The traditional quality model of process capability differed from Six Sigma in two fundamental respects:
- It was applied only to manufacturing processes, while Six Sigma is applied to all important business processes.
- It stipulated that a “capable” process was one that had a process standard deviation of no more than one-sixth of the total allowable spread, where Six Sigma requires the process standard deviation be no more than one-twelfth of the total allowable spread.
These differences are far more profound than one might realize. By addressing all business processes, Six Sigma not only treats manufacturing as part of a larger system, it removes the narrow, inward focus of the traditional approach. Customers care about more than just how well a product is manufactured. Price, service, financing terms, style, availability, frequency of updates and enhancements, technical support, and a host of other items are also important. Also, Six Sigma benefits others besides customers. When operations become more cost-effective and the product design cycle shortens, owners or investors benefit too. When employees become more productive their pay can be increased. Six Sigma’s broad scope means that it provides benefits to all stakeholders in the organization.
The second point also has implications that are not obvious. Six Sigma is, basically, a process quality goal, where sigma is a statistical measure of variability in a process (see Chapter 7). As such it falls into the category of a process capability technique. The traditional quality paradigm defined a process as capable if the process natural spread, plus and minus Three Sigma, was less than the engineering tolerance. Under the assumption of normality, this Three Sigma quality level translates to a process yield of 99.73%. A later refinement considered the process location as well as its spread and tightened the minimum acceptance criterion so that the process mean was at least four sigma from the nearest engineering requirement. Six Sigma requires that processes operate such that the nearest engineering requirement is at least Six Sigma from the process mean.
Six Sigma also applies to attribute data, such as counts of things gone wrong. This is accomplished by converting the Six Sigma requirement to equivalent conformance levels, as illustrated in Figure 3.3.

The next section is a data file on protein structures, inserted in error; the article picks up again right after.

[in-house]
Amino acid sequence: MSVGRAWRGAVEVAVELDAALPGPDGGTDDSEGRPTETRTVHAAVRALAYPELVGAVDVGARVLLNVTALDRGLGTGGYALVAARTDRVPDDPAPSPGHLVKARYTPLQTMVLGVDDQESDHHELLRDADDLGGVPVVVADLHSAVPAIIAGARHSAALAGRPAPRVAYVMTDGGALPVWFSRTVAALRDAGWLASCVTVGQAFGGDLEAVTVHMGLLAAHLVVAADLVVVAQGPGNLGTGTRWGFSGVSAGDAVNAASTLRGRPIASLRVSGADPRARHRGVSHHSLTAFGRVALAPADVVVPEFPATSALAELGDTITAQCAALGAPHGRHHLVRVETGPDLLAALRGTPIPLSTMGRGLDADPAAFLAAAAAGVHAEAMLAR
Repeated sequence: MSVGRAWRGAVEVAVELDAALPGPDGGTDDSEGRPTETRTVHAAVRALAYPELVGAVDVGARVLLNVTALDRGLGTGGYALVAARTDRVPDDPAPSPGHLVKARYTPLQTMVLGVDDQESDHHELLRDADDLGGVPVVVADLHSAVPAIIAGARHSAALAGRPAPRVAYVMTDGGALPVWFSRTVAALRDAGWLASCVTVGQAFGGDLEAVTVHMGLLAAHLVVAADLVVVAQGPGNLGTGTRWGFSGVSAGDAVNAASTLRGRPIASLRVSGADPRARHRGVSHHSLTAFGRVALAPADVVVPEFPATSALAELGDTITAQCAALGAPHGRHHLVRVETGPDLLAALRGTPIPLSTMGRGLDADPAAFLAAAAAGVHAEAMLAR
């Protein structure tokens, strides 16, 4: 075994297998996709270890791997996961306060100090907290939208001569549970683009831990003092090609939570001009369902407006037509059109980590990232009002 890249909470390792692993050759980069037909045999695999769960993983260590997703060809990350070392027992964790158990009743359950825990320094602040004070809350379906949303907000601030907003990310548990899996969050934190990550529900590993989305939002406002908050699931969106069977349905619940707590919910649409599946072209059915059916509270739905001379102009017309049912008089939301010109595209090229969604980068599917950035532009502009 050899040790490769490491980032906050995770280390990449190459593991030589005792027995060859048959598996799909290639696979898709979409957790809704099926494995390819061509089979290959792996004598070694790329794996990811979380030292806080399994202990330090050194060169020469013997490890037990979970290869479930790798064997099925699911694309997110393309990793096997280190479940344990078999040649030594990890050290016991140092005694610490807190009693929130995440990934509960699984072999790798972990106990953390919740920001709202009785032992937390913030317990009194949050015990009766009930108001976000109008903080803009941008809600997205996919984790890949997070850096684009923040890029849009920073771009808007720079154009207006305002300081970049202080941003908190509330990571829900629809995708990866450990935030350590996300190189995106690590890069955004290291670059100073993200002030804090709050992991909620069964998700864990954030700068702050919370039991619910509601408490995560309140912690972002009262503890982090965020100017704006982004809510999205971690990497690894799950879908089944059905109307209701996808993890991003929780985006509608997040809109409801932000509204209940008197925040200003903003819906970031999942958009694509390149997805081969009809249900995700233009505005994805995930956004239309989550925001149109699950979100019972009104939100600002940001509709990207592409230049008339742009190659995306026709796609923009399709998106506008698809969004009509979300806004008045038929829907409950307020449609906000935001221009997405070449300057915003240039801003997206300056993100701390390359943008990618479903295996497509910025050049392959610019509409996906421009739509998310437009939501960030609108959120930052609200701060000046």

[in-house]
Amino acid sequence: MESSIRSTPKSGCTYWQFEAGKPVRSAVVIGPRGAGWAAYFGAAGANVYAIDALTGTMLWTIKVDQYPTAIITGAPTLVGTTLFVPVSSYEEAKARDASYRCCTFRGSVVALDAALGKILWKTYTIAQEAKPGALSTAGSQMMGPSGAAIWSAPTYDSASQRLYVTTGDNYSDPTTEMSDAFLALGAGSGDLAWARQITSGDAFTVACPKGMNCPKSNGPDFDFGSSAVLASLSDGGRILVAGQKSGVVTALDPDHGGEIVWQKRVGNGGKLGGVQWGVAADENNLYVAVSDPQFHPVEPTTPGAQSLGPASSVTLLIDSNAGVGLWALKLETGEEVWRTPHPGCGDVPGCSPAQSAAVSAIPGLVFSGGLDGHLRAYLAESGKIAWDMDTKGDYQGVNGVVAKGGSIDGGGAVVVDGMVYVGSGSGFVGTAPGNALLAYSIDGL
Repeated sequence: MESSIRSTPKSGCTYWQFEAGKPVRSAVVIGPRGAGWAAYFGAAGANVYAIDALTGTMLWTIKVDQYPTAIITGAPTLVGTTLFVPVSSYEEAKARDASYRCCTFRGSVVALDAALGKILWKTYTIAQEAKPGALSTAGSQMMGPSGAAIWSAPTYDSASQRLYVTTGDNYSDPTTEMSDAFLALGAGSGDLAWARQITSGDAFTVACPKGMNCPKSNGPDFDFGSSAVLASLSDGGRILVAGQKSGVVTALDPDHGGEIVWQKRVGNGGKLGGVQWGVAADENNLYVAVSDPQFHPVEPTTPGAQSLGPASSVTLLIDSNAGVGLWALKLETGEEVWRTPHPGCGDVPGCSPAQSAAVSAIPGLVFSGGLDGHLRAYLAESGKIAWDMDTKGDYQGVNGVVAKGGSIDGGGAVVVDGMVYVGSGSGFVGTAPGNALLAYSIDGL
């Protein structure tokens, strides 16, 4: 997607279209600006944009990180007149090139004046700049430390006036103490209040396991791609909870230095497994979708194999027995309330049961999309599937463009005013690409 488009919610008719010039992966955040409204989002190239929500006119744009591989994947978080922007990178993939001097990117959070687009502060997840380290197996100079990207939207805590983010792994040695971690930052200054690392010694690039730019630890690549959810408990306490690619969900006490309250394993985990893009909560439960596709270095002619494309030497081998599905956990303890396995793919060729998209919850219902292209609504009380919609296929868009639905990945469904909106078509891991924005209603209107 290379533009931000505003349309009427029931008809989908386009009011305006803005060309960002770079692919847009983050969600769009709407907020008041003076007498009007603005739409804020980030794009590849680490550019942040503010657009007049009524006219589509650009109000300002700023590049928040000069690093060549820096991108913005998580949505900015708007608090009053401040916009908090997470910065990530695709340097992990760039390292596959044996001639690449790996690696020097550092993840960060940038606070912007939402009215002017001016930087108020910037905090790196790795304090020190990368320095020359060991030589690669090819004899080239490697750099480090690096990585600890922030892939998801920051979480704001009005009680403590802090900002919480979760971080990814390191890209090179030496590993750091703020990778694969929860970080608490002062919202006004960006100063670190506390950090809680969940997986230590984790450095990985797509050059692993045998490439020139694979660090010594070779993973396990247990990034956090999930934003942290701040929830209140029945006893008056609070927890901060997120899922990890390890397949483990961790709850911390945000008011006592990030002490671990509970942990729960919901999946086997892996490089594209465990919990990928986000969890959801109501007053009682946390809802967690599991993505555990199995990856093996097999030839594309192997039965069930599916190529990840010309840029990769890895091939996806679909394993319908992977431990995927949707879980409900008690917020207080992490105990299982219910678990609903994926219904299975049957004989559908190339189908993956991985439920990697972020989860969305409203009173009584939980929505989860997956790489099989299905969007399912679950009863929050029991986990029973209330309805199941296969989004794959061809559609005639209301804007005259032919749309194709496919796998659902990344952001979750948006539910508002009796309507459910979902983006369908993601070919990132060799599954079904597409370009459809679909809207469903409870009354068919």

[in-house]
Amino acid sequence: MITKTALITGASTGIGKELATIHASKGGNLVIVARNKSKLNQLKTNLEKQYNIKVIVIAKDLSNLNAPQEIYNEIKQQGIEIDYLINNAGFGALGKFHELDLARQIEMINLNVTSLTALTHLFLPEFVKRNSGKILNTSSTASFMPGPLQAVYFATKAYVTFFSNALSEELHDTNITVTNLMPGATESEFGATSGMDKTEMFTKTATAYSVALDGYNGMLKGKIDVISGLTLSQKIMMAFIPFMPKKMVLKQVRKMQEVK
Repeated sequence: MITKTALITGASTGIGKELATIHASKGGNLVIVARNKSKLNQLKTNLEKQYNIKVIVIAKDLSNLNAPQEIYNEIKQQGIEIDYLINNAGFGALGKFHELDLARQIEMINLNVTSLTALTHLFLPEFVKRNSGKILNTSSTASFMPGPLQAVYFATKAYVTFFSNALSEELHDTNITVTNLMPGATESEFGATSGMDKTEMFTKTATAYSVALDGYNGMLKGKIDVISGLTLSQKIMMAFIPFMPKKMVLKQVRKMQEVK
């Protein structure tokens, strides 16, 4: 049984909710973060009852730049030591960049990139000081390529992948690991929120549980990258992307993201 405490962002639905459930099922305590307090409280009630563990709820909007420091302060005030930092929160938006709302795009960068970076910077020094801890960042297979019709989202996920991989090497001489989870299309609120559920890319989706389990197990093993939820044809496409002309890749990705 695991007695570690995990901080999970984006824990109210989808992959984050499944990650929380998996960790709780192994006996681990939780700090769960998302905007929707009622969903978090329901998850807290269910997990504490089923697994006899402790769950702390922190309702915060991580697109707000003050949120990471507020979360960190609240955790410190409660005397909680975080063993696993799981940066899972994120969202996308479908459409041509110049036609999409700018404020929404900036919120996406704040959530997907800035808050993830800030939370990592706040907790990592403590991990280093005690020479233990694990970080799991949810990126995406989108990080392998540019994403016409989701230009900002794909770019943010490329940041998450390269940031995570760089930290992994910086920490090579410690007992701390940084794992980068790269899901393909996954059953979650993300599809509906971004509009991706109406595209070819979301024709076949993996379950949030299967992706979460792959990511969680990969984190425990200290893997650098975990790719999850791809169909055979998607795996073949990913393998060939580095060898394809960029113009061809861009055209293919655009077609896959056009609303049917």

Figure 3.3. Sigma levels and equivalent conformance rates.
One of Motorola’s most significant contributions was to change the discussion of quality from one where quality levels were measured in percent (parts-per-hundred), to a discussion of parts-per-million or even parts-per-billion. Motorola correctly pointed out that modern technology was so complex that old ideas about “acceptable quality levels” could no longer be tolerated. Modern business requires near perfect quality levels.
One puzzling aspect of the “official” Six Sigma literature is that it states that a process operating at Six Sigma will produce 3.4 parts-per-million (PPM) non-conformances. However, if a special normal distribution table is consulted (very few go out to Six Sigma) one finds that the expected non-conformances are 0.002 PPM (2 parts-per-billion, or PPB). The difference occurs because Motorola presumes that the process mean can drift 1.5 sigma in either direction. The area of a normal distribution beyond 4.5 sigma from the mean is indeed 3.4 PPM. Since control charts will easily detect any process shift of this magnitude in a single sample, the 3.4 PPM represents a very conservative upper bound on the non-conformance rate. See Appendix Table 18.
In contrast to Six Sigma quality, the old Three Sigma quality standard of 99.73% translates to 2,700 PPM failures, even if we assume zero drift. For processes with a series of steps, the overall yield is the product of the yields of the different steps. For example, if we had a simple two step process where step #1 had a yield of 80% and step #2 had a yield of 90%, then the overall yield would be 0.8 x 0.9 = 0.72 = 72%. Note that the overall yield from processes involving a series of steps is always less than the yield of the step with the lowest yield. If Three Sigma quality levels (99.97% yield) are obtained from every step in a ten step process, the quality level at the end of the process will contain 26,674 defects per million! Considering that the complexity of modern processes is usually far greater than ten steps, it is easy to see that Six Sigma quality isn’t optional; it’s required if the organization is to remain viable.
The requirement of extremely high quality is not limited to multiple-stage manufacturing processes. Consider what Three Sigma quality would mean if applied to other processes:
* Virtually no modern computer would function.
* 10,800,000 healthcare claims would be mishandled each year.
* 18,900 US Savings bonds would be lost every month.
* 54,000 checks would be lost each night by a single large bank.
* 4,050 invoices would be sent out incorrectly each month by a modest-sized telecommunications company.
* 540,000 erroneous call details would be recorded each day from a regional telecommunications company.
* 270,000,000 (270 million) erroneous credit card transactions would be recorded each year in the United States.
With numbers like these, it’s easy to see that the modern world demands extremely high levels of error free performance. Six Sigma arose in response to this realization.
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